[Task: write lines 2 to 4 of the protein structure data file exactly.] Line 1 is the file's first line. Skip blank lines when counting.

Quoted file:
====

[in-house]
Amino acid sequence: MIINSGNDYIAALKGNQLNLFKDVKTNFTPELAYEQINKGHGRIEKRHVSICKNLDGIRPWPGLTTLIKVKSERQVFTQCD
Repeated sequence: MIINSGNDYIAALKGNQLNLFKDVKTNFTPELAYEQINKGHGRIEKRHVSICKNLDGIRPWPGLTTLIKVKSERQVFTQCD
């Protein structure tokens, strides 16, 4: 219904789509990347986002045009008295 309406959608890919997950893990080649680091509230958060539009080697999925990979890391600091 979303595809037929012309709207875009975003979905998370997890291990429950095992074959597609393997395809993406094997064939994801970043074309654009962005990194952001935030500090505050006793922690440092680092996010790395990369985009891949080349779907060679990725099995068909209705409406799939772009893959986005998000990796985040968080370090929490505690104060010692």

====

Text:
Amino acid sequence: MIINSGNDYIAALKGNQLNLFKDVKTNFTPELAYEQINKGHGRIEKRHVSICKNLDGIRPWPGLTTLIKVKSERQVFTQCD
Repeated sequence: MIINSGNDYIAALKGNQLNLFKDVKTNFTPELAYEQINKGHGRIEKRHVSICKNLDGIRPWPGLTTLIKVKSERQVFTQCD
């Protein structure tokens, strides 16, 4: 219904789509990347986002045009008295 309406959608890919997950893990080649680091509230958060539009080697999925990979890391600091 979303595809037929012309709207875009975003979905998370997890291990429950095992074959597609393997395809993406094997064939994801970043074309654009962005990194952001935030500090505050006793922690440092680092996010790395990369985009891949080349779907060679990725099995068909209705409406799939772009893959986005998000990796985040968080370090929490505690104060010692």